Got a Droid?
Got a Mac?
Whatever you have, the free, multi-platform student response system, Socrative.com will use any of these. Did you spend $3000 on Activotes or other student “clicker” systems? Well, you could have simply used those laptop carts, those iPads, a desktop computer, or asked your students to bring their own device and fired up Socrative.
For the past few years, I’ve simply used laptops or desktops with a combination of Google Forms or Polleverywhere.com. However, there are positives and negatives to these free options. For Google Forms, having students use multiple devices never seemed streamlined. Sure you could fill out a Google Form on an iPod Touch to use as a quick response, but if you want to streamline the process, you might have to create a shortlink from TinyURL.com. Google Forms is still a very broad tool- not optimized specifically for the classroom. As for Polleverywhere, a teacher is limited in the number of responses they can get (40 for classroom size), so I’ve always run into the problem on the free account of getting too many responses. As a middle school teacher, sometimes I wanted to poll all of my students from the entire day, and I’d have to create multiple polls on the same questions. Again, although Polleverywhere did add educator accounts, I don’t feel the tool is optimized for educators.
Now, it’s Socrative’s turn. With the recent news of Kindle being available to read on any device, as well as Kno.com, with textbooks being available to read on Facebook, the iPad, or the web in multiple formats, Socrative follows the recent trend of democratizing the web for all users and platforms.
So how does it work? How do you use Socrative in your classroom? Well, for starters you can sign up. Socrative is in private beta, but they’ll open the doors pretty quickly. But for our purposes now, let’s try it out right here.
First thing you have to remember- there’s a lecturer’s console and a student’s console. The lecturer opens up a room, which is used for students to “log in,” very much like Edmodo.com uses group codes for students to sign up. I love that kind of ease of use. Once the lecturer “chooses an activity” the student portal will prompt for names and start asking questions. On the lecturer’s side, they can get live polling data, as the students begin to answer questions.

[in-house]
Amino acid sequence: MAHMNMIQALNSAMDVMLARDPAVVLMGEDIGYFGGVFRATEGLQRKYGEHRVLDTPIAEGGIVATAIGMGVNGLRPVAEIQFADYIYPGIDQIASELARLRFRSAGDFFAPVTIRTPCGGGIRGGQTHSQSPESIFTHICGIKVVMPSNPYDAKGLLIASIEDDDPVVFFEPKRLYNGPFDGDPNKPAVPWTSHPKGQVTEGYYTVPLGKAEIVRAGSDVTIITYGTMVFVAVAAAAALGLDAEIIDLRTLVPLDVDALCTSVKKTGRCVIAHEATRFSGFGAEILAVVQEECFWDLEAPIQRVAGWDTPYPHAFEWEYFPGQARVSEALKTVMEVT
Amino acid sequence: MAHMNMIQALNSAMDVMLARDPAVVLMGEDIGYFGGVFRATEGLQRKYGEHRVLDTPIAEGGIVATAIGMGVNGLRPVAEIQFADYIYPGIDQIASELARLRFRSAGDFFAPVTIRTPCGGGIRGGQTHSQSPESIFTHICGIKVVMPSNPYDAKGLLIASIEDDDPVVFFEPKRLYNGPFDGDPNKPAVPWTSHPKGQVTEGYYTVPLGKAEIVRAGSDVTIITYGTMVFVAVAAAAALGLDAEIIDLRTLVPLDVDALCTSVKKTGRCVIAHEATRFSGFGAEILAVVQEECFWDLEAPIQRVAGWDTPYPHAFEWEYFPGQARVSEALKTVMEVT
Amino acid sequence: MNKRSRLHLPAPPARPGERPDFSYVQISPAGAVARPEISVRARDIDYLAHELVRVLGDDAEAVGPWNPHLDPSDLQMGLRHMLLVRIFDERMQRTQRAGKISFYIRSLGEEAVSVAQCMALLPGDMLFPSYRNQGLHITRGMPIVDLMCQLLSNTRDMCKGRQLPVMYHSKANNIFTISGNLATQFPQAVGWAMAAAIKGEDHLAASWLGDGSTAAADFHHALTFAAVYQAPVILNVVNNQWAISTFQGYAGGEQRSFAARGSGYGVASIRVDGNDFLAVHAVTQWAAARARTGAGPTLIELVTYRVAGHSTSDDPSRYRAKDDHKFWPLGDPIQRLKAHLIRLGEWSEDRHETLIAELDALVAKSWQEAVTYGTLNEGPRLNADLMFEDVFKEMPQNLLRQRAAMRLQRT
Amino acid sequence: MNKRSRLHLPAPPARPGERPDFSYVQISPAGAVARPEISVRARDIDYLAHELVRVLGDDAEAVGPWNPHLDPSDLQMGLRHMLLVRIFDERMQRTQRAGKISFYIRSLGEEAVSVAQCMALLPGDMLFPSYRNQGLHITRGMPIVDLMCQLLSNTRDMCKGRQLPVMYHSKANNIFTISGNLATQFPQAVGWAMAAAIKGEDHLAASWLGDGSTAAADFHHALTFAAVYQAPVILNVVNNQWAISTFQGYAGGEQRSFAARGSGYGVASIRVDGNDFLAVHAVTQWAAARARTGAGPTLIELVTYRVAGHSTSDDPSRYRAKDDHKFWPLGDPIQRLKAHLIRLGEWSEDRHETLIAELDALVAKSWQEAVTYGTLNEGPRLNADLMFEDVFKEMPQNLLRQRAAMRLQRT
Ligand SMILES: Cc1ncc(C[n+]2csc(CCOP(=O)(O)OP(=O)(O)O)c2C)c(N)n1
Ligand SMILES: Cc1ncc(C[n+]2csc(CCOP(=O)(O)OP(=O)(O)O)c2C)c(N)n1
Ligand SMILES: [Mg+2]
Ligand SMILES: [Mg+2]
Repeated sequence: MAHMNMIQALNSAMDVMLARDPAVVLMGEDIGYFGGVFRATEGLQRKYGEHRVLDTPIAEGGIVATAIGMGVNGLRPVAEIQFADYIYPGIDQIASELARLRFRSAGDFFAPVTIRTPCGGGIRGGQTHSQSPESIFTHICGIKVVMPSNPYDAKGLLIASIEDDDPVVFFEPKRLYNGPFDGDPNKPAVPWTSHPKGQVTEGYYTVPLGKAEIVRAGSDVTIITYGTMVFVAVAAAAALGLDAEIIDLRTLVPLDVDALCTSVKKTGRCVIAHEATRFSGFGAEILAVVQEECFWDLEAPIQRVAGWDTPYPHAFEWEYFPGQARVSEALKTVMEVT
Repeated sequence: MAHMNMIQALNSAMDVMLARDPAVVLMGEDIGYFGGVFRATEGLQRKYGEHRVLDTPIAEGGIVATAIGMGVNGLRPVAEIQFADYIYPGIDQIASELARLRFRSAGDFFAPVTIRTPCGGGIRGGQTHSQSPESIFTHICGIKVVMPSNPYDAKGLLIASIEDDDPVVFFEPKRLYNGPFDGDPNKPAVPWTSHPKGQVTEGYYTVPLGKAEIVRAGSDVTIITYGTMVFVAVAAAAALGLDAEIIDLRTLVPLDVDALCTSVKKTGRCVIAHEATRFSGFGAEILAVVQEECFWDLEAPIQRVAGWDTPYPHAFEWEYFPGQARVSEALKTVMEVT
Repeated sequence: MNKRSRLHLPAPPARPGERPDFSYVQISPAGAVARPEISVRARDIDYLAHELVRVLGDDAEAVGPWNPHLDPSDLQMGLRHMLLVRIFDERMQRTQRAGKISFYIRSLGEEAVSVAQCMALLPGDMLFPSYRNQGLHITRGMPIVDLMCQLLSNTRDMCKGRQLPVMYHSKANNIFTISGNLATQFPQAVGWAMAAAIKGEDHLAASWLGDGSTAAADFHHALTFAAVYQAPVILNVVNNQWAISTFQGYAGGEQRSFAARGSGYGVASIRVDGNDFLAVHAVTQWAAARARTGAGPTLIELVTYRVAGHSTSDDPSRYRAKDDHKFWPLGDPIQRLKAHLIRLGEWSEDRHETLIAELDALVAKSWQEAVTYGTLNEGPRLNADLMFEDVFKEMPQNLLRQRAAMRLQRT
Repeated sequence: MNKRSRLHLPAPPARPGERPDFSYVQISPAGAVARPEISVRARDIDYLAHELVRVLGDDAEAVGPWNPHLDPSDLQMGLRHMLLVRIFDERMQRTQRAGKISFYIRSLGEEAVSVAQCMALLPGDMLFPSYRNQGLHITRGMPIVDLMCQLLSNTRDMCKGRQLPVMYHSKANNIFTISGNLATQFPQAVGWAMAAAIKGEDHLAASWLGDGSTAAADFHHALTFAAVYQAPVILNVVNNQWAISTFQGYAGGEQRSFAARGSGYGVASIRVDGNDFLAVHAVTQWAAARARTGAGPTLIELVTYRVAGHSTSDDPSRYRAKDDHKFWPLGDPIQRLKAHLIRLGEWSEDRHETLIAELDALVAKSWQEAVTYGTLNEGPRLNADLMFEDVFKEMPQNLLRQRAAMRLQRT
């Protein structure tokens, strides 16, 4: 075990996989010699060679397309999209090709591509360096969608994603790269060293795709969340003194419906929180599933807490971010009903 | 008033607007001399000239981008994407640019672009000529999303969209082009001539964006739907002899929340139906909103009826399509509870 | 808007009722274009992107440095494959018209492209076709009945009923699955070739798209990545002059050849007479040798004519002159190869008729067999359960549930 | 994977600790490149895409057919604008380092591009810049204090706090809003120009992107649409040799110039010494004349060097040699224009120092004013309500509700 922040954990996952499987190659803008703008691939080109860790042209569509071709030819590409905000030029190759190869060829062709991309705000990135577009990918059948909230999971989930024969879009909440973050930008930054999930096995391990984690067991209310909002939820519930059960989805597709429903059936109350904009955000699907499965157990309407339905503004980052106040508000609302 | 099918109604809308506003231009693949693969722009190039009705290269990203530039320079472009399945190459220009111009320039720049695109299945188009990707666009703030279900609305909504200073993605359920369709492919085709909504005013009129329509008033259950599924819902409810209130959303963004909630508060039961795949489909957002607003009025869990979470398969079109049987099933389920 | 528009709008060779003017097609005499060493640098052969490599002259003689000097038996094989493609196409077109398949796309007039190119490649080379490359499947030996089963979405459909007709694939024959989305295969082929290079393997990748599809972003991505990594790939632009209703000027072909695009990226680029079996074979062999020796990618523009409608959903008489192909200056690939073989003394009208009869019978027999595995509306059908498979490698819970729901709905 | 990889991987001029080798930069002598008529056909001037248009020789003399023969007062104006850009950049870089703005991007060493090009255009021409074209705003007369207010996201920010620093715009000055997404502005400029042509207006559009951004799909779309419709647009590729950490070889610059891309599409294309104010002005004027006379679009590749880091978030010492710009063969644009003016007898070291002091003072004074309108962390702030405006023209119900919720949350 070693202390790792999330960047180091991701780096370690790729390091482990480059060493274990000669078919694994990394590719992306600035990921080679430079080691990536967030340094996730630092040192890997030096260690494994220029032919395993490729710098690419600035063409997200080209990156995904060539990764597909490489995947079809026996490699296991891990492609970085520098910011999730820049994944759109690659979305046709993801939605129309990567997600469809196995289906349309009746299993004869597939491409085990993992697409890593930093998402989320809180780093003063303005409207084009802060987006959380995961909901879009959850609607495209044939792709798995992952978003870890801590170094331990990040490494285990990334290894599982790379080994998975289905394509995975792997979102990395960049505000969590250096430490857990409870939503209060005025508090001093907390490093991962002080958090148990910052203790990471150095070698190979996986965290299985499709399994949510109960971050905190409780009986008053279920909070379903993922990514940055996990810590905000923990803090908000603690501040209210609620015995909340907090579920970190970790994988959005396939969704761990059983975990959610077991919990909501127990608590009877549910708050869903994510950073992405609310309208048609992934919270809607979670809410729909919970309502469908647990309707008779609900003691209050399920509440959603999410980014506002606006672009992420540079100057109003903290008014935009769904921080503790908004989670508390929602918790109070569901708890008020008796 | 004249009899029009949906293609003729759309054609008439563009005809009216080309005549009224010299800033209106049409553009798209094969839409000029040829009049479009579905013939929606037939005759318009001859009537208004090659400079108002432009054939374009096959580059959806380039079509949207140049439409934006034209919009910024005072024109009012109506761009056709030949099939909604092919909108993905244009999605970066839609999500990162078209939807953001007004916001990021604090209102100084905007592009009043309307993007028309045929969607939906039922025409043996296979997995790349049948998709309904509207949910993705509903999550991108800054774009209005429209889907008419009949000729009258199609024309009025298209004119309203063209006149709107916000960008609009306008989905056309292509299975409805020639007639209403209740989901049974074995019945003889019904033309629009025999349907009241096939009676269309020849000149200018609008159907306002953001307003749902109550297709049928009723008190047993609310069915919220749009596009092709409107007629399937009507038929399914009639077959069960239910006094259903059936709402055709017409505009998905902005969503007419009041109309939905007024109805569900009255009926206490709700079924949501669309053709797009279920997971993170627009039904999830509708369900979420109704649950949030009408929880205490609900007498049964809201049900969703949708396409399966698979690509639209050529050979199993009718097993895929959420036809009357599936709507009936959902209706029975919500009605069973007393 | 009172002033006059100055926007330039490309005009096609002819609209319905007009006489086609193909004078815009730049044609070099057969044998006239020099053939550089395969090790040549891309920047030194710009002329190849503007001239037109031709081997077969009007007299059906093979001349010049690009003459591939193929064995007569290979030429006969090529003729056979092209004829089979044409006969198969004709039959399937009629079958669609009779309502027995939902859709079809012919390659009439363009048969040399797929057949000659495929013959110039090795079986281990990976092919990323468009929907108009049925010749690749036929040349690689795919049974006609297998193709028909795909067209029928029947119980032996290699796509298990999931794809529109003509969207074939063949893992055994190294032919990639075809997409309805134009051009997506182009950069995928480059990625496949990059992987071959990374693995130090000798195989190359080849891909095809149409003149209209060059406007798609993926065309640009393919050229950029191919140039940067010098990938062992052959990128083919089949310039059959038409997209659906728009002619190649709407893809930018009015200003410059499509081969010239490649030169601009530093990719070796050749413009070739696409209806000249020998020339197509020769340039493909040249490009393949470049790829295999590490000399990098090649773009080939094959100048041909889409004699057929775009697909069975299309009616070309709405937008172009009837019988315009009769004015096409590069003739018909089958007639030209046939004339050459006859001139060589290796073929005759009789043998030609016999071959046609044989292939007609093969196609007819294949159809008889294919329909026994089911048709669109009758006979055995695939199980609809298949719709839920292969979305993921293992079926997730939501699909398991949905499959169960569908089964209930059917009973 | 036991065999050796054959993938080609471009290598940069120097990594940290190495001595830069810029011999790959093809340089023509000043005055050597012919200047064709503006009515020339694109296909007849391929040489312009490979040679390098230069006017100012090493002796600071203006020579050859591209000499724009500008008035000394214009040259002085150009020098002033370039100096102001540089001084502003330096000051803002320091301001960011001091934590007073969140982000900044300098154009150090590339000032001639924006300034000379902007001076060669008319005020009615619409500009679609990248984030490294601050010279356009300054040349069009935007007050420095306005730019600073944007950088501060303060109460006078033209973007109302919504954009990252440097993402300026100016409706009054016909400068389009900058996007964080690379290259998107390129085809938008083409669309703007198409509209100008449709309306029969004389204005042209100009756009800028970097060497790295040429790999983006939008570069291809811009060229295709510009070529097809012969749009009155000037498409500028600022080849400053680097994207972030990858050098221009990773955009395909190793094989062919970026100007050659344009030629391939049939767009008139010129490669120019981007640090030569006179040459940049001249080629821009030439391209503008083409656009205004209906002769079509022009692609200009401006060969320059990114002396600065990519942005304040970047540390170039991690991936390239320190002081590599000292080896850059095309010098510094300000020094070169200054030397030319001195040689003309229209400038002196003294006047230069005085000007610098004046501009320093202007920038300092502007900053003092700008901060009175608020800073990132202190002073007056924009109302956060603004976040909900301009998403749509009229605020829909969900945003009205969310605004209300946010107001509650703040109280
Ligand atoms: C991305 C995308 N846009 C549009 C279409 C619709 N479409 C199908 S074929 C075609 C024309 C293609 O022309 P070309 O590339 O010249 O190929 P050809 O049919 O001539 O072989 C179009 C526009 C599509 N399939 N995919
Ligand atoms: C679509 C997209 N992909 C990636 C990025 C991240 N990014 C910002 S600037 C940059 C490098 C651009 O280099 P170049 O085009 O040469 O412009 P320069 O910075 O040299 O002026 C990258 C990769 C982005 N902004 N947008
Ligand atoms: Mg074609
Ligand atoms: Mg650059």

Another thing you should remember: you can take the time to create an entire quiz inside Socrative, or you can simply ask your students one multiple-choice or true/false question, perhaps to start a lesson and Socrative will allow them to choose A,B,C,D,or E – no real setup involved.
Socrative has multiple ways to elicit feedback from your students:
- Multiple Choice: What you’d expect.
- True/False: What you’d expect.
- Short Answer: Fill in the blank
- Quick Quiz: Use your hand-crafted quizzes.
- Exit Ticket: End of class summaries that ask for some basic understanding of concepts.
- Space Race: Pit two or more teams against each other using one of your hand-crafted quizzes!
When initiating a quiz, you open a “room” inside Socrative. For my example, I created a room titled: EdReach1. So, as a student, if you go to m.socrative.com on any device, it will prompt you for your room number. Type in: EdReach1. Answer the question:
What is one of your favorite educators to follow on Twitter, Google Plus, or Facebook?
[I will keep this demo live for 1 day- however- I may have to close this room after 24 hours]
If my room is closed- simply go to Socrative.com and click on “Start Hands-On Demo.” Here you’ll find a sandbox of what the teacher’s and student’s console both look like. The hands-on demo takes a little trial and error, but once you get it, you understand how easy it is to hand out quizzes, ask for quick responses, get immediate feedback from students- with no super-long links, easy log in, and ease of use. Always just tell students to go to m.socrative.com.
I had a chance to talk with Amit Maimon, CEO and Co-Founder of Socrative. Knowing how difficult it is to build an educational start-up business, I asked him what his motivation was for doing so. His response was insightful:
I was a teacher’s assistant at MIT, and as I was teaching class I noticed 3 problems. Students were not engaged, were playing on their iPhone and I – as a teacher, did not have data telling me if they understood the material or not. On a grand scheme, my passion for education came from being raised in Israel and seeing the difference that education makes and the results of not being educated which can be seen on both sides of the conflict.
I hear his dilemma from teachers of all levels. How do we engage a growing student body that is bored, distracted, and otherwise yearning for more interaction in their classrooms? Frontline did a great piece last year addressing this issue. Colleges have it especially difficult because many professors don’t teach- they talk- and for students who are increasingly needing interaction, university professors have to start upping their game.
Image Credit: Paramount Pictures